Remember Sugar? Spa does. Sugar was the second band of Bob Mould, more affectionately known as the frontman for seminal punk outfit Hüsker Dü, and instead of crafting crazed punk-operas, Sugar was mainly focused on making ridiculously joyous guitar-based power-pop. Of course, that band has long-since deceased, but the feel-good riffing of that band (as well as Cheap Trick) can be felt all over Spa’s eponymous debut. Though at times overreaching (“Beautiful Punk” is more grating than it is catchy), this Auckland trio are primarily focused on bringing mid-tempo sunshine into your life, and tracks like the gorgeous “Neil of Diamonds” and the propulsive “Yale” do just that. For being such a quick-and-dirty debut album (nine tracks that clock in at just under a half-hour) that happens to be filled with enough jangle-joy to make Fountains of Wayne blush, it’s somewhat surprising that the best moment is actually the slowest one: “Growing Up” is the kind of alt-rock slow-dance track that works both as a prom-night ballad and a long-lost Eels b-side. It’s not a perfect disc, but at the end of the day, its feel-good vibes wind up steamrolling over any major grievances. This Sugar is pretty sweet.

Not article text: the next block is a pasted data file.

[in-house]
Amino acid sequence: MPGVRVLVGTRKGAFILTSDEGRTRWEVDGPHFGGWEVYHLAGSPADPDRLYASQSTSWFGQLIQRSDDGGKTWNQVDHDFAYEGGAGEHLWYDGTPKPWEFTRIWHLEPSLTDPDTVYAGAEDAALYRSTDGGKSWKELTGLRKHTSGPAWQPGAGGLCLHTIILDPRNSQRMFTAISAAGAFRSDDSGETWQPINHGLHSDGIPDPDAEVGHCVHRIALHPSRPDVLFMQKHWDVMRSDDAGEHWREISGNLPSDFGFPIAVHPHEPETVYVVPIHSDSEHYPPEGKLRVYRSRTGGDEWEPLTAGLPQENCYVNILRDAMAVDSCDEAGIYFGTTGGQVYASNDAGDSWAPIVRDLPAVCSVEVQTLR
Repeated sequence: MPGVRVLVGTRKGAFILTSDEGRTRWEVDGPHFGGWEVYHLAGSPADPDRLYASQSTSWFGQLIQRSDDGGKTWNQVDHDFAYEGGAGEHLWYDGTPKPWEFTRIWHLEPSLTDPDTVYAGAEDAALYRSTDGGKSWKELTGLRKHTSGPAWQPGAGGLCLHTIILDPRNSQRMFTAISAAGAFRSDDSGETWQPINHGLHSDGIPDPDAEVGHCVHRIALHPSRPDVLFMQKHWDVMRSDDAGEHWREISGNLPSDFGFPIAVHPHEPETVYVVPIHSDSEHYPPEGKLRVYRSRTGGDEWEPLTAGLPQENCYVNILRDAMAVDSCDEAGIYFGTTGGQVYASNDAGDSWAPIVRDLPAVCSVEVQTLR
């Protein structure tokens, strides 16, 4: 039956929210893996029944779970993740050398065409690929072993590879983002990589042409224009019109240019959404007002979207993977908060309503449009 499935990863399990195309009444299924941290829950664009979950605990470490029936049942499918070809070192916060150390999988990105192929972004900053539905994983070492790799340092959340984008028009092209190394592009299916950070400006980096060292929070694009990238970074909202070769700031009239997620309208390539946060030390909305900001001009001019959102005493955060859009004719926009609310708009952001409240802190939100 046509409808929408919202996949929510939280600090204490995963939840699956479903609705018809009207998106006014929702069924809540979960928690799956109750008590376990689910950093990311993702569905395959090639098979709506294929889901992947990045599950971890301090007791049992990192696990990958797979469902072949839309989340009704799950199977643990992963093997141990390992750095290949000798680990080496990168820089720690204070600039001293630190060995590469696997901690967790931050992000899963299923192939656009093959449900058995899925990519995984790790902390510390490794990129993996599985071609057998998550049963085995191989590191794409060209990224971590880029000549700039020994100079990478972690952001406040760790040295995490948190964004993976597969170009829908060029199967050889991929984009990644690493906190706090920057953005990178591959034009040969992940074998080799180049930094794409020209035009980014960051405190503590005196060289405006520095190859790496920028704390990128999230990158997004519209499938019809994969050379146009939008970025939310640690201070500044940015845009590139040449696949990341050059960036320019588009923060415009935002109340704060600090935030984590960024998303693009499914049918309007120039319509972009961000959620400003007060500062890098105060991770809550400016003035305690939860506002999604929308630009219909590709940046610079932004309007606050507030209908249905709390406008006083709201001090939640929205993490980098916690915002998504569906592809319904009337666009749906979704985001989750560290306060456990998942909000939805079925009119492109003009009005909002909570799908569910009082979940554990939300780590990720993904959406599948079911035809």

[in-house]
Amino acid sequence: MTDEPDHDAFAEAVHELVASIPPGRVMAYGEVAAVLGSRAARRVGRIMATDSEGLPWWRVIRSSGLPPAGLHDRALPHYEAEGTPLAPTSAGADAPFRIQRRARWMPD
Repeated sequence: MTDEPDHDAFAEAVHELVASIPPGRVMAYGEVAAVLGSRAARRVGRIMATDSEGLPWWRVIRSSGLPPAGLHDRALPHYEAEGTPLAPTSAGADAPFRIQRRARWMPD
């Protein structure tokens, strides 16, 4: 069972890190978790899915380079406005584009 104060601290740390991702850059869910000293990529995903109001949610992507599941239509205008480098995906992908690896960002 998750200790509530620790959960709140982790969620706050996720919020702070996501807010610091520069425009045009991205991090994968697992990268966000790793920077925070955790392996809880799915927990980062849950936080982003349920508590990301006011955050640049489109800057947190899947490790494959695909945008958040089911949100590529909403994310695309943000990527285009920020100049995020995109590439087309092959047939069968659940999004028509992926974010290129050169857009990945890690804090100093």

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// Sound Affects
"History repeats the old conceits, the glib replies, the same defeats. Keep your finger on important issues, and keep listening to the 275th most acclaimed album of all time. A 1982 masterpiece is this week's Counterbalance.READ the article